The mechanics might seem at odds with the game’s claim to be a family-friendly strategy title. However, thanks to its captivating Viking theme and a riveting betting mechanic, which sees players trying to balance predicting the fortunes of their rivals with racing to claim victory, Vikings on Board shines, whether played with the family or over drinks with adult friends. Elaborate, enthralling and lavishly produced, it can feel a little convoluted when played at the family table, but if your own Viking clan doesn’t mind flexing its grey matter, it is well worth paying attention.

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Insurrection – the board game? Bloc by Bloc brings uprising to your living room

Tuesday, December 6th, 2016

Bloc by Bloc pits players against the authorities and aims to use a classic board game format to show the impact of gentrification and the power of protest

In Oakland’s commercial district, a diverse coalition of insurgents relieve shops of goods and light storefronts ablaze. Newly flush with fancy clothes, a group of workers evade marauding riot cops. Nearby, freed prisoners and neighboring citizens barricade the streets surrounding an occupied stadium. The military is expected to arrive in just a few days to decisively crush the rebellion.

This is one of the scenarios that plays out on the board of Bloc by Bloc, a cooperative tabletop strategy game that pits players against the authorities in a struggle to liberate the city. The “insurrection game”, as the creators, Rocket Lee and Tim Simons, bill it, is a not-for-profit project aimed, they say, at undermining imperialist themes in strategy games – and perhaps radicalizing unsuspecting players.

Related: LA's black enclave buffeted by police pressure and tech-driven gentrification

Related: Virtual realty: can a computer game turn you into an ‘evil’ property developer?

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SeaFall: is the legacy format heralding a new era of board games?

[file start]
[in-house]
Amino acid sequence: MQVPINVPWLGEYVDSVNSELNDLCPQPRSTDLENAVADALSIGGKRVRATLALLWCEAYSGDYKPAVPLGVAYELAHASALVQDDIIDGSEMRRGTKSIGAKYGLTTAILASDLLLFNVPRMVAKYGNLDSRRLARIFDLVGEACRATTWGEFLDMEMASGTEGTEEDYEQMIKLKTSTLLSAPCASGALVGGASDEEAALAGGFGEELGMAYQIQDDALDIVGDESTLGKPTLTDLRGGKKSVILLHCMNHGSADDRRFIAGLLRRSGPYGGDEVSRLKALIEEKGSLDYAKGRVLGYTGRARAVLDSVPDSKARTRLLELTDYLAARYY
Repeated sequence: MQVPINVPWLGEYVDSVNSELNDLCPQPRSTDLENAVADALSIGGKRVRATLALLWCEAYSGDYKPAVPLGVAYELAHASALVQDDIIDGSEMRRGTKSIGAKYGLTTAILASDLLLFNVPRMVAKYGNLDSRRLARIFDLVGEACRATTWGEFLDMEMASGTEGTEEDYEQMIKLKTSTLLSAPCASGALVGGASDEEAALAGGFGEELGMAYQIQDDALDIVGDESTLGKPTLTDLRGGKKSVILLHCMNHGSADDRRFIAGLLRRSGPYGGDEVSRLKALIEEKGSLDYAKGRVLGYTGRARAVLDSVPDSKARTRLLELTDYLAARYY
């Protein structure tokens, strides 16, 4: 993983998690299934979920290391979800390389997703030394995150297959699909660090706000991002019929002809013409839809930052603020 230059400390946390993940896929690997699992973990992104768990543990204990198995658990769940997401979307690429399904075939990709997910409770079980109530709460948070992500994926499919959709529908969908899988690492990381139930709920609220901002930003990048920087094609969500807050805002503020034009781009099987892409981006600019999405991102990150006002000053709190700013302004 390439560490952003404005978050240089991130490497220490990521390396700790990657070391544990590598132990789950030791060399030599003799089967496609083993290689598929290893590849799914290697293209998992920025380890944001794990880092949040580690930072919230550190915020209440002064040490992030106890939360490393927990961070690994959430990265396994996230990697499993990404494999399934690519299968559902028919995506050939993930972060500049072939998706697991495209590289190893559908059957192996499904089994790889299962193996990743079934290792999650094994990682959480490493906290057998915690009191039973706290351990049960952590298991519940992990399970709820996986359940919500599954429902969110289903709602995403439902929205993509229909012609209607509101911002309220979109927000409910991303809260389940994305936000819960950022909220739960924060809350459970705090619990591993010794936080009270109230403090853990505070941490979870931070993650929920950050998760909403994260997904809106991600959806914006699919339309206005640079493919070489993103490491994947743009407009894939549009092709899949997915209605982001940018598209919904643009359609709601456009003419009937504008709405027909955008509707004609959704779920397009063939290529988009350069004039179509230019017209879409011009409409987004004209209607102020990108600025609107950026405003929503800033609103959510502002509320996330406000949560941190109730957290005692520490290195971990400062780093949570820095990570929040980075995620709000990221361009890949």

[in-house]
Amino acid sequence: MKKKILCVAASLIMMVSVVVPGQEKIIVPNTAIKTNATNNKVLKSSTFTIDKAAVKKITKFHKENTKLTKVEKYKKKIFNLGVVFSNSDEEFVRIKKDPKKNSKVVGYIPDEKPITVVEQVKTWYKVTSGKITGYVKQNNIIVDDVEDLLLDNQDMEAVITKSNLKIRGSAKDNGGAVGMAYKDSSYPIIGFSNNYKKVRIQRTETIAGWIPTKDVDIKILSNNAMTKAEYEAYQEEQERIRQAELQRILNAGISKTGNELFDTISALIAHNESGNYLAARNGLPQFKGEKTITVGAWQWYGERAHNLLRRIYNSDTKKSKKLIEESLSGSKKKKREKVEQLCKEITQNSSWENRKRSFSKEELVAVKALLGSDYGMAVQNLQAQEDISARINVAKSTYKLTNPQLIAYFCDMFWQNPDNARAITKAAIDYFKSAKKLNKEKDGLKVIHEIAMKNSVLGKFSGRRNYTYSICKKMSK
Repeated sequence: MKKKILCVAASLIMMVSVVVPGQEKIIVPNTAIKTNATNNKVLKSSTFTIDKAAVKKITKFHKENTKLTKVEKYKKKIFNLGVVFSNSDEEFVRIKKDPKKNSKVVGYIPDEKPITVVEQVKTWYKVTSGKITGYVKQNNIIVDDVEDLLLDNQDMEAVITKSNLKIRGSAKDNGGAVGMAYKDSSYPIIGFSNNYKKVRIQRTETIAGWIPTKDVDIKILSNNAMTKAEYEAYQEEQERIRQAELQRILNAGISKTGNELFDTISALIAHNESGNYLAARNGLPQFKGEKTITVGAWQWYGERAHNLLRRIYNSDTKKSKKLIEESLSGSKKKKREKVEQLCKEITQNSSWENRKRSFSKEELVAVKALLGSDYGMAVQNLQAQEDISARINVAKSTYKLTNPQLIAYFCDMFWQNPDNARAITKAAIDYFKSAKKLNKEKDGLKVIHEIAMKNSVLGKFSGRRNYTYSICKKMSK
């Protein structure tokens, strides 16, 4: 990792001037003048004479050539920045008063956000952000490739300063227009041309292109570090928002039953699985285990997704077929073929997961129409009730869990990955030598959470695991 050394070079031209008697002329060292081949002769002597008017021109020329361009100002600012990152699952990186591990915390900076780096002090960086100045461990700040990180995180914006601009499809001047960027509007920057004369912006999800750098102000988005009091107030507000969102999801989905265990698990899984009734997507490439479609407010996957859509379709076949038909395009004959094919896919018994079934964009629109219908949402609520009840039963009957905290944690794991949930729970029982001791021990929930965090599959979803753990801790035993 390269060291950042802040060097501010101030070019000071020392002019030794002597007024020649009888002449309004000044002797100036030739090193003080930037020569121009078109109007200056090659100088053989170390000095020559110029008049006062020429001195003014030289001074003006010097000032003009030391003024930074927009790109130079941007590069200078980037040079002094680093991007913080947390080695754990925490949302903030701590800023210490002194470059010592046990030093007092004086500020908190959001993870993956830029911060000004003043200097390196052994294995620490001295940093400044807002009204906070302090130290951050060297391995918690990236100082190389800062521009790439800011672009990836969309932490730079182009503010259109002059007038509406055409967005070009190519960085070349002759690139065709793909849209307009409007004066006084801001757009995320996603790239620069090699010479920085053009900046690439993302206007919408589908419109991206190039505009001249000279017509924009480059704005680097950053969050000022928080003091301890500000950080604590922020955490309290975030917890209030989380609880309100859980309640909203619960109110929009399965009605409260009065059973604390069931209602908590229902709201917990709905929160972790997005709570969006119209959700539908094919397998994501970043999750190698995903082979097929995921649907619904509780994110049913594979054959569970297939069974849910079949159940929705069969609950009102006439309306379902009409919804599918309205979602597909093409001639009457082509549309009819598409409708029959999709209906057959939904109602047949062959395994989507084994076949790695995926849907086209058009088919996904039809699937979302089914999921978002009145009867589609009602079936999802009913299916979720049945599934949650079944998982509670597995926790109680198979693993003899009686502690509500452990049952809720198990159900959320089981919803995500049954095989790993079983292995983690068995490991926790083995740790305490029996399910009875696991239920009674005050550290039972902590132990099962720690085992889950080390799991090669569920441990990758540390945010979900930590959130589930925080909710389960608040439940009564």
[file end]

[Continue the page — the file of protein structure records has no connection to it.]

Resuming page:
Saturday, October 22nd, 2016

After the success of Pandemic Legacy, designer Rob Daviau is back with a seafaring adventure. But is everyone ready for board games you throw away at the end?

Rob Daviau thought Cluedo was flawed. It was around the end of 2008, while Daviau was working as a designer at Hasbro, and he was brainstorming ideas which could breathe new life into the murder mystery classic. “At one point I made the comment: ‘I don’t know why they keep inviting these people over for dinner, they’re all mass murderers. Why would you keep inviting them back game after game?’”

Daviau was joking, but his boss thought there was something in his critique. What if there was a way for games to change every time they were played? They discussed ways in which decisions made in one gaming session might carry over into the next. An attempt at Cluedo: The Usual Suspects was swiftly abandoned but Daviau soon found another classic with potential: Risk – the somewhat interminable game of word conquest.

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How I became my sons’ Dungeon Master

Saturday, October 22nd, 2016
Growing up, Dan Jolin, uninterested in sport, got hooked on Dungeons & Dragons. Now, 32 years later, it’s proving to be the perfect way to connect with his two young sons Some dads stand in the rain bellowing encouragement to their kids on the pitch. Others sit quietly beside their children, fishing-rods in hand, together hoping for a catch. Come the weekend, whenever I can, I send my two boys into dark, dangerous places and make them fight bugbears, dark elves and evil sorcerers. When it comes to father and son bonding activities, it’s no surprise that dads today should look to their own childhoods for inspiration. Yet given my father took me to a boxing club when I was nine, thinking he would toughen me up but succeeding only in giving me weekly anxiety attacks, I searched elsewhere for the answer. I didn’t have far to look. It’s more socially constructive than letting them watch TV all day or play Call of Duty Related: From Game of Thrones to Michael Gove – the legacy of Dungeons & Dragons Continue reading...

Welcome!

Thursday, December 23rd, 2010

101 Best Board Games is the latest site in our group of “101 Best” websites. We’re not entirely sure the direction this site will go but we have a few plans for adding lots of content and information over the coming few months so watch this space!

If you have a favourite board game and would like to share it with others please register and submit it to the site – it only takes a few minutes and we’ve tried to keep it as simple as possible.

We’re really looking forward to building this site into the first stop resource for board gamers looking to find their next game – we want to keep it simple and accessible for everyone!